Excerpts from Jim Conrad's
Naturalist Newsletter

Devil's Walkingstick, ARALIA SPINOSA, leaves and flowers

from the July 22, 2012 Newsletter issued from the woods of the Loess Hill Region a few miles east of Natchez, Mississippi, USA

At woods edges these days a small -- usually about 20 feet tall (6m) -- fairly common but very unusual tree is flowering, shown above. Topping the tree's nearly unbranched trunk, the massive, yard-wide (1m) flower head containing hundreds of tiny, whitish flowers is spectacular and unusual, but even more transfixing is the twice-compound leaf. In the picture, the entire collection of leaflets occupying the left and center part of the picture constitutes one gigantic compound leaf. In fact, often this species is described as producing the largest of all temperate, North American leaves, up to 48 inches long (1.2m). A leaf is what emerges from a stem's leaf bud, so there must be some fancy folding inside this tree's buds to accommodate such a gigantic, complex leaf. Bellow you can better see a leaf's structure, with its petiole attaching to the stem at the far right.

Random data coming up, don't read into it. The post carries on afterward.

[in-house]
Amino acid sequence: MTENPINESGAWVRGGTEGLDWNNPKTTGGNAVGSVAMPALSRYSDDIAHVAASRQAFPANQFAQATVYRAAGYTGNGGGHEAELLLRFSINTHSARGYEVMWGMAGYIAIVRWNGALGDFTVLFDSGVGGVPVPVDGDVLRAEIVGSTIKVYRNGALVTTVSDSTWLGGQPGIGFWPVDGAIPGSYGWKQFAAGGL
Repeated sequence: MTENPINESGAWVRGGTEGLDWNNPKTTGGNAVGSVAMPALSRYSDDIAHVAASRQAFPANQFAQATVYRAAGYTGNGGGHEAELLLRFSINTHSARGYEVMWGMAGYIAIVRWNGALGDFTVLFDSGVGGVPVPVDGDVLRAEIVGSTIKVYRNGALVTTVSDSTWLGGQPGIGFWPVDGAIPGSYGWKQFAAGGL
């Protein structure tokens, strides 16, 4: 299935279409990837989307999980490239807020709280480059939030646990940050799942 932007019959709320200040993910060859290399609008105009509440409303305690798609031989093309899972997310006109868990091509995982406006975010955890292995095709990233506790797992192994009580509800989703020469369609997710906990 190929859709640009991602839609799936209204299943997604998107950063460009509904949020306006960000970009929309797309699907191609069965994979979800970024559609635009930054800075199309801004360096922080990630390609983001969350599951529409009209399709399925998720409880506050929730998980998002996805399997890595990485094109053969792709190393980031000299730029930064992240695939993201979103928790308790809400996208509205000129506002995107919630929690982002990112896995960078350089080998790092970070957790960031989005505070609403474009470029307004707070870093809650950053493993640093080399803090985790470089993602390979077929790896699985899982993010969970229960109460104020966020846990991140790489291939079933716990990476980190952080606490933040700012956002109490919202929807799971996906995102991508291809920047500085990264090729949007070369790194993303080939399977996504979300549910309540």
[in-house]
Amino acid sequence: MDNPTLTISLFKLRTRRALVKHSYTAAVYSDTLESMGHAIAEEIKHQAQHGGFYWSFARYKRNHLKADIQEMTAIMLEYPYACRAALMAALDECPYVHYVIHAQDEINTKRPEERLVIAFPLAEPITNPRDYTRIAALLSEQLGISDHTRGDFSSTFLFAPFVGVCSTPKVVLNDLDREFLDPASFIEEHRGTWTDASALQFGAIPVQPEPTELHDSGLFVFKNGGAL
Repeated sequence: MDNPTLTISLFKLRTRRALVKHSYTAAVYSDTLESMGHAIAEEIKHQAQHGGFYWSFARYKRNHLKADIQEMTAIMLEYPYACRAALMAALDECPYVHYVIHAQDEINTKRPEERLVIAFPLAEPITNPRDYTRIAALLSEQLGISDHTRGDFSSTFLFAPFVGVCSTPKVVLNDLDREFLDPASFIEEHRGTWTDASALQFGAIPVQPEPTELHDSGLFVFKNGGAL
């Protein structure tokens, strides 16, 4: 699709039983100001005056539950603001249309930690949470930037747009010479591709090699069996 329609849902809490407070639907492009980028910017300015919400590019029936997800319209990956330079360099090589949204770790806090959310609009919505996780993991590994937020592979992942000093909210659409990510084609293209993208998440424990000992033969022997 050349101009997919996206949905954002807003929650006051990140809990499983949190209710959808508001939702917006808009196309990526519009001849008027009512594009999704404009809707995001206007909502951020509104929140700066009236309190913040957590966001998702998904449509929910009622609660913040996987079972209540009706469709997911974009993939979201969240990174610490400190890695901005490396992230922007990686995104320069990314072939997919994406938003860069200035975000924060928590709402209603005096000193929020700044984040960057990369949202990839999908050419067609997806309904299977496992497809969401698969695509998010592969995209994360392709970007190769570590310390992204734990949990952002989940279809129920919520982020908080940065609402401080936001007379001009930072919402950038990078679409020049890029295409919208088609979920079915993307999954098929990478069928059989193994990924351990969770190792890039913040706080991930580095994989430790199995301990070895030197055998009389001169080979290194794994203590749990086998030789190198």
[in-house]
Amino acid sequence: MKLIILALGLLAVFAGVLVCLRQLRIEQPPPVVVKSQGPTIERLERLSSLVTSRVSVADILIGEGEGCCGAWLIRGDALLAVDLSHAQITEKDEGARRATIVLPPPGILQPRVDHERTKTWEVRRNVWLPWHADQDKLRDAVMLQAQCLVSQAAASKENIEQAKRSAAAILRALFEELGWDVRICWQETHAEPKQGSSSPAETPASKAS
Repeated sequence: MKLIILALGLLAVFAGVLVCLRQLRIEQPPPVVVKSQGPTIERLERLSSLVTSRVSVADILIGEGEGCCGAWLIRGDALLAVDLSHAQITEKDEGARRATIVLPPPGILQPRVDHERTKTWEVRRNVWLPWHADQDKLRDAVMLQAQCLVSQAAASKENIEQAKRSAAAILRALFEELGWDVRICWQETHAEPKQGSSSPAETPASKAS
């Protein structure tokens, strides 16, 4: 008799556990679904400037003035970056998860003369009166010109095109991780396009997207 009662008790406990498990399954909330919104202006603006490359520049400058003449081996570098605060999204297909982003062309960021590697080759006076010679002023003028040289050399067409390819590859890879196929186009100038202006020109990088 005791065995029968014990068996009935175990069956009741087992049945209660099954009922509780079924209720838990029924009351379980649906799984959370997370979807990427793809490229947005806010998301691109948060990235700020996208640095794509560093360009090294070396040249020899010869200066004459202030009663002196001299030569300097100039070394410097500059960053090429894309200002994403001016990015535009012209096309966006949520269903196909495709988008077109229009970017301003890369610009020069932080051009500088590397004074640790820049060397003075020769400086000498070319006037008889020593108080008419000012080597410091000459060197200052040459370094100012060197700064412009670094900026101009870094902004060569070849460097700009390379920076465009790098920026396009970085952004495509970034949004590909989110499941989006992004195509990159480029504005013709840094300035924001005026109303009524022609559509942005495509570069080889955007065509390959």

Devil's Walkingstick, ARALIA SPINOSA, leaf

The most-used English name for this tree is Devil's Walkingstick, though the species is noteworthy enough to go by several such names, including Hercules' Club, Prickly Ash, Prickly Elder and Angelica-tree. It's ARALIA SPINOSA, a member of the Aralia Family in which we also find Ginseng, Spikenard and English Ivy.

With such names it's no surprise that Devil's Walkingstick stems are gloriously spiny, as seen below:

Devil's Walkingstick, ARALIA SPINOSA, spiny stem

How many times as a kid in Kentucky did I get a bloody hand while climbing a steep hill, helping myself along by grabbing onto tree trunks, one of which turned out to be a Devil's Walkingstick?

Devil's Walkingsticks occur from New York to Florida westward to Ohio, Illinois, and Texas, preferring rich, moist soil. They often form clonal thickets by sprouting from their roots.

The tree's young leaves before the prickles form can be eaten as a potherb. Later in the year the big flowering head will be replaced by a big fruiting head absolutely loaded with black, elderberry-like berries. I read that North America's indigenous people ate the fruit, but I find their taste too bitter to deal with. Birds like them, though. Also I read that the berries are medicinal, used in too many ways to mention, so that's another indication that they shouldn't be eaten.